After what might be a satiating existence in history, the DO's travellers get back on the train and head towards a few relaxing hours at Maharashtra's very own Bordeaux or Napa Valley. With several thousand acres of land under grape cultivation, Nashik is a leading producer of wine in the country. The passengers will be taken for a walk through the charming grape farms of the Sula Winery. Nashik is the last stop on the DO's exhaustive programme. A six-hour journey takes the passengers back to Mumbai.
Among the facilities and services available on the train are: two presidential suites, 48 deluxe suites, two lounge and conference cars, a speciality restaurant and bar, television and cable connections, fax machines, cell phones on demand, foreign exchange facilities, laundry services, 24-hour room services and a valet. All of the above will cost one $350 a night. Clearly, the DO promises to be an enriching experience for not just foreign tourists but also well-heeled Indians who more often than not prefer to go abroad rather than enjoy India.
A niche tour in Maharashtra, which is not in the price league of the DO, is a visit to the eight Ganesha temples in Maharashtra that form "Ashta Vinayaka". According to Satyanarayan Choudhary, a director of Choudhary Yatra Travels, the Ashta Vinayaka trip attracts lakhs of tourists from all over the country and abroad throughout the year. "This trip can be done on a budget as well as in luxury and so it appeals to many more people." Choudhary, who specialises in these tours, says the Ashta Vinayaka temples "are considered to be among the holiest". After Ajanta and Ellora, this tour is perhaps the next most popular in Maharashtra. The main selling point is that the Ashta Vinayaka tour is both a pilgrimage and a sight-seeing experience. Choudhary said that his firm had already conducted 22 trips this year, with an average of four buses in each trip.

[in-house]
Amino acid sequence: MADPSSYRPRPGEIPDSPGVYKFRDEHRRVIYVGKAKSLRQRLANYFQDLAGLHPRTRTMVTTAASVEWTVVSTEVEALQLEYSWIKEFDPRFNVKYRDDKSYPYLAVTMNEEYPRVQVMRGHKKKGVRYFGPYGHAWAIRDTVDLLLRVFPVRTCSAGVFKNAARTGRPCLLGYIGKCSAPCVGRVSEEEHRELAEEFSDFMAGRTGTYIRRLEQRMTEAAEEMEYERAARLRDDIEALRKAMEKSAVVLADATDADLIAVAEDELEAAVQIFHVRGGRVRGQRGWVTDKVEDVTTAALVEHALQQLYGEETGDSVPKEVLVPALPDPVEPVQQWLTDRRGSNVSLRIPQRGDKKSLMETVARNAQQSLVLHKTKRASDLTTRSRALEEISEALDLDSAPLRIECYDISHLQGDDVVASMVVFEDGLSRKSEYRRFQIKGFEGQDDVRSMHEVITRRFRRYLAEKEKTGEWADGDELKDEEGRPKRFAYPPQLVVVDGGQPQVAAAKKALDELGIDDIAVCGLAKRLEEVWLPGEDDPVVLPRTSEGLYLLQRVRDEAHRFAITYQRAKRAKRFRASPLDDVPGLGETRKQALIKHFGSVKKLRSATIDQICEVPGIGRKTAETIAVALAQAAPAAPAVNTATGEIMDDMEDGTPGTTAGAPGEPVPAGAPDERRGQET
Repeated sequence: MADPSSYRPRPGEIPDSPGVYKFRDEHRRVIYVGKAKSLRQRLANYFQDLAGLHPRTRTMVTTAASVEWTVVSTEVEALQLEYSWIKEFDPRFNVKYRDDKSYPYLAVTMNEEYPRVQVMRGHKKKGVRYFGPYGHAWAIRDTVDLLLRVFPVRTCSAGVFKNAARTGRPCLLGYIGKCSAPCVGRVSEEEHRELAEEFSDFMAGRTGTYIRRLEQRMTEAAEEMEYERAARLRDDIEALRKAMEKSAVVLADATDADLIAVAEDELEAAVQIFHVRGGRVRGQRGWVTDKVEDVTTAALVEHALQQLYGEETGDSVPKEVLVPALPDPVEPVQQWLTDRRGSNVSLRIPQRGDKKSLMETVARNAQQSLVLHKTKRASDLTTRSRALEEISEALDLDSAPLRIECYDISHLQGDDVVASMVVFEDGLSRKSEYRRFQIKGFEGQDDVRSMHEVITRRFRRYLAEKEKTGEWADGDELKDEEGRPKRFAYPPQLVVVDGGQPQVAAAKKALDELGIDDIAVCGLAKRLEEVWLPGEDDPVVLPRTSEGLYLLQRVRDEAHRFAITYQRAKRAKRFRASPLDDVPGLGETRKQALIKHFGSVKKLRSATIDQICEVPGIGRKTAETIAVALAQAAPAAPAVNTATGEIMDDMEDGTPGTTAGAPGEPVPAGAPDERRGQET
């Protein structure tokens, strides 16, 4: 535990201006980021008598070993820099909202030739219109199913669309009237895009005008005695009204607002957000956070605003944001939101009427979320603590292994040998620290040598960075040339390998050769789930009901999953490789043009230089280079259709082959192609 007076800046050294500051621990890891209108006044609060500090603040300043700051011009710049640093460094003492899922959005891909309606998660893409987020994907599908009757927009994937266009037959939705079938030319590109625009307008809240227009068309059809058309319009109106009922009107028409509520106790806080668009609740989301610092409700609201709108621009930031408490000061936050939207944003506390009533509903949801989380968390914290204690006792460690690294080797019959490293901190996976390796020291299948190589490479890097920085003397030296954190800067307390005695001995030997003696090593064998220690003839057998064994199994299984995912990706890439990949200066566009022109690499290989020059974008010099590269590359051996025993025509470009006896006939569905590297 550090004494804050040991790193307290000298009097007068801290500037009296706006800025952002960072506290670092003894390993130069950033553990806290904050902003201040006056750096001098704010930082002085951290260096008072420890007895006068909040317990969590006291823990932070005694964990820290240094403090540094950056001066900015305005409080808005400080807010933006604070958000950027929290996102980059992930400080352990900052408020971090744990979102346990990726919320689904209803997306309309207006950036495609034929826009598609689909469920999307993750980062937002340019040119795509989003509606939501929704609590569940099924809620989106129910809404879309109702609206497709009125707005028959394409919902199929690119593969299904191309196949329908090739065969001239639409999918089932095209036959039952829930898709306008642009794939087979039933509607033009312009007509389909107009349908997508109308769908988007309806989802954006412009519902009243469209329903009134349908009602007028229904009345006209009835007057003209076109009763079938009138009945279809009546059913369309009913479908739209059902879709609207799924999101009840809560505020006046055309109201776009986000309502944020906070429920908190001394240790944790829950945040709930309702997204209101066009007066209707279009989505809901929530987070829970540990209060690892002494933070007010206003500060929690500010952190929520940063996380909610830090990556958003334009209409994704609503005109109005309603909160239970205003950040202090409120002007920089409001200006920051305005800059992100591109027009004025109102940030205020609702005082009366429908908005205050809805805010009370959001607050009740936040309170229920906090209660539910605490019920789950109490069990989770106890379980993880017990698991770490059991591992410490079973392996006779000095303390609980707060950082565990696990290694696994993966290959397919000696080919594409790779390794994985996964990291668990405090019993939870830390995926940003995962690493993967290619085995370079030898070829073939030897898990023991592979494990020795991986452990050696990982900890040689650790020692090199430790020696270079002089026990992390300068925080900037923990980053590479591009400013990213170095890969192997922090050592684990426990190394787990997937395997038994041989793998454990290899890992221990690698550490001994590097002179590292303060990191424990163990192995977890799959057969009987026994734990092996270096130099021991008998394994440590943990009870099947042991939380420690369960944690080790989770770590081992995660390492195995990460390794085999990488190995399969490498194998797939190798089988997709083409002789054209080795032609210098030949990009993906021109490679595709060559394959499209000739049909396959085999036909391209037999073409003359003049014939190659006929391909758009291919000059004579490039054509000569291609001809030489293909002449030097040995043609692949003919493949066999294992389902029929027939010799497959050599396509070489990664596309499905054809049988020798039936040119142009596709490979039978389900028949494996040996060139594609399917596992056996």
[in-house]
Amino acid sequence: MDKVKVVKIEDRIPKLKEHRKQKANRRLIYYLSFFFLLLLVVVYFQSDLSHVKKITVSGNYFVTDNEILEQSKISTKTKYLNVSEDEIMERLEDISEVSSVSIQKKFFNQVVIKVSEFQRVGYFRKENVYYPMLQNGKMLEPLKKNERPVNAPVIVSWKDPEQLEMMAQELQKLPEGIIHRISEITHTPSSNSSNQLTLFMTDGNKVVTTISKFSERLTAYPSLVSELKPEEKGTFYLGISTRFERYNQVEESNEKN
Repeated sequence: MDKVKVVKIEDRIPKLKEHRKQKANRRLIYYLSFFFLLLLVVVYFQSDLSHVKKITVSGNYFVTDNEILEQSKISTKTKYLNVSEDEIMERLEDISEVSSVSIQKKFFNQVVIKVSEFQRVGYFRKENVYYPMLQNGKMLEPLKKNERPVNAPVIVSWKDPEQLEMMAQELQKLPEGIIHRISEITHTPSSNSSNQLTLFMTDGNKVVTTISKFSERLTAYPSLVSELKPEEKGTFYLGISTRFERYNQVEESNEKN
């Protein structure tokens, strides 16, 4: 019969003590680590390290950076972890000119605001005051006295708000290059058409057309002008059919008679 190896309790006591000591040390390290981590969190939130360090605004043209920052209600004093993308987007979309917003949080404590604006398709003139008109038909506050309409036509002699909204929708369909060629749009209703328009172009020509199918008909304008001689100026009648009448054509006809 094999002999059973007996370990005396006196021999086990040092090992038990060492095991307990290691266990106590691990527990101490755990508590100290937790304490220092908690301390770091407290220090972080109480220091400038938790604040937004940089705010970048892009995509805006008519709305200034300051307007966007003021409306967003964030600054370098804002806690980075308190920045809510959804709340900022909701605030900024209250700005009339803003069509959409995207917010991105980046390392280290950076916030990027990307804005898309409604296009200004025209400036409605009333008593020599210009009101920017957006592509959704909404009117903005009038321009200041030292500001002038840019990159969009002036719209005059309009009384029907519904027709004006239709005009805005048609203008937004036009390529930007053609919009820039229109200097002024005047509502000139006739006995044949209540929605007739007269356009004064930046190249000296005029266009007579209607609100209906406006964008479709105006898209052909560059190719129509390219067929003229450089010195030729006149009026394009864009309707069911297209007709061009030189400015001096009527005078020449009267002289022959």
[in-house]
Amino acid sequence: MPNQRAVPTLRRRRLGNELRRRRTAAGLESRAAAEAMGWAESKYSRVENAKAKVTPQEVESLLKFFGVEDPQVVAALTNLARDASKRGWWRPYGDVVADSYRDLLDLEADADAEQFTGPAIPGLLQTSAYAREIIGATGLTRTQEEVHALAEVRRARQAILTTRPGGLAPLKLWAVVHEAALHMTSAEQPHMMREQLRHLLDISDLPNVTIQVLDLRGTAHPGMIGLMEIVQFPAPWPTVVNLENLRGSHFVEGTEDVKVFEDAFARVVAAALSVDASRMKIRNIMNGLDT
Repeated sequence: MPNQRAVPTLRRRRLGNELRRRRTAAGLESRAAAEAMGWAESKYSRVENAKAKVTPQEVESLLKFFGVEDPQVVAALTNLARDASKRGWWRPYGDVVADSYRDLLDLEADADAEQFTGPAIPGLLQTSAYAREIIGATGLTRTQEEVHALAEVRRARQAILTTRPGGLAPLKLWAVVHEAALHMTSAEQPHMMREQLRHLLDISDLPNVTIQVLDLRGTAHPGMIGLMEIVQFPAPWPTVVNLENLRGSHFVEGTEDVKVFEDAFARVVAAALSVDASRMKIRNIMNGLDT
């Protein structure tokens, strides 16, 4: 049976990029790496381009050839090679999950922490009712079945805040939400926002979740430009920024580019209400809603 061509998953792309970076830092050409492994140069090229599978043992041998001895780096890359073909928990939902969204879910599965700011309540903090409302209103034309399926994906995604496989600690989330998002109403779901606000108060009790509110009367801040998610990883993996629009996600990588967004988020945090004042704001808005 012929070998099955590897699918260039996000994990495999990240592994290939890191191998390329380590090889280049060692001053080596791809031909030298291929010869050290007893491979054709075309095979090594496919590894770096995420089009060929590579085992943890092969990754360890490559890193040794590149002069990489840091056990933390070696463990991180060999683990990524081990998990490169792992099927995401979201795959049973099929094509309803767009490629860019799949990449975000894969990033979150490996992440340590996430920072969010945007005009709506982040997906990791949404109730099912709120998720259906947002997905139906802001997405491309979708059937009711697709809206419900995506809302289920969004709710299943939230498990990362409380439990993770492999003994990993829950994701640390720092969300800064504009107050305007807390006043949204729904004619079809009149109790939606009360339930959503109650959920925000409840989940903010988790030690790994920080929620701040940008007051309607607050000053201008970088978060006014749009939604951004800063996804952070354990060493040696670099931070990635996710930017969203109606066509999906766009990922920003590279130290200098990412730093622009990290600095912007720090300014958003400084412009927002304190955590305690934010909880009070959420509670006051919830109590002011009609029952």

It is believed the Ganesha idols were formed naturally. Eight of these formations were found in the State and subsequently temples were built around them. The temples and the idols are related to various episodes from the Puranas and other legends. For instance, the Mahaganapati at Ranjangaon is believed to have come to the aid of Siva in destroying the citadels of the demon Tripurasura. The Moregoan Ganesh is known as Mayureshwar or the peacock rider, who slew the demon Sindhu in response to pleas from the Gods. The other six places are Pali, Theur, Ozar, Lebyadri, Mahad and Siddhatek. All the temples are located within a 100 km-radius of Pune, which is about 160 kms from Mumbai. Travel groups take care of the entire trip, including board and lodging.
An area that is attracting tourists is a trek through the Sahyadri range. The mountains run parallel to the western coastline of the Indian peninsula. The average height of the mountains is about 600 metres in the northern part and 900m in the south. The Sahyadris are not very high but are extremely rugged, with some unique and arduous pinnacles for avid rock climbers. The hills are dotted with lakes and forests and are also known for the historic forts of the Marathas and several Buddhist caves. Several points on the range offer spectacular views and therefore make for exciting treks. A guidebook says that "parts of the Sahyadris must surely rate as one of the best trekking spots in India, especially in the monsoons".
The Sahyadris are known as the land of Shivaji. Stories of his life and exploits form the legend of the region, and the local people hold him in great reverence. Shivaji had 300 forts under his control. The walls of many of them have been vandalised. Similarly, many of the Buddhist caves have been desecrated. Trekking groups, which are passionate about the range, have begun a campaign to protect the sites. They hope the government will come to their aid in this endeavour.
The State government is attempting to make the most of the State's attractions. Whether it will reach Rajasthan's or Kerala's standard is yet to be seen. Nonetheless, attempts are being made.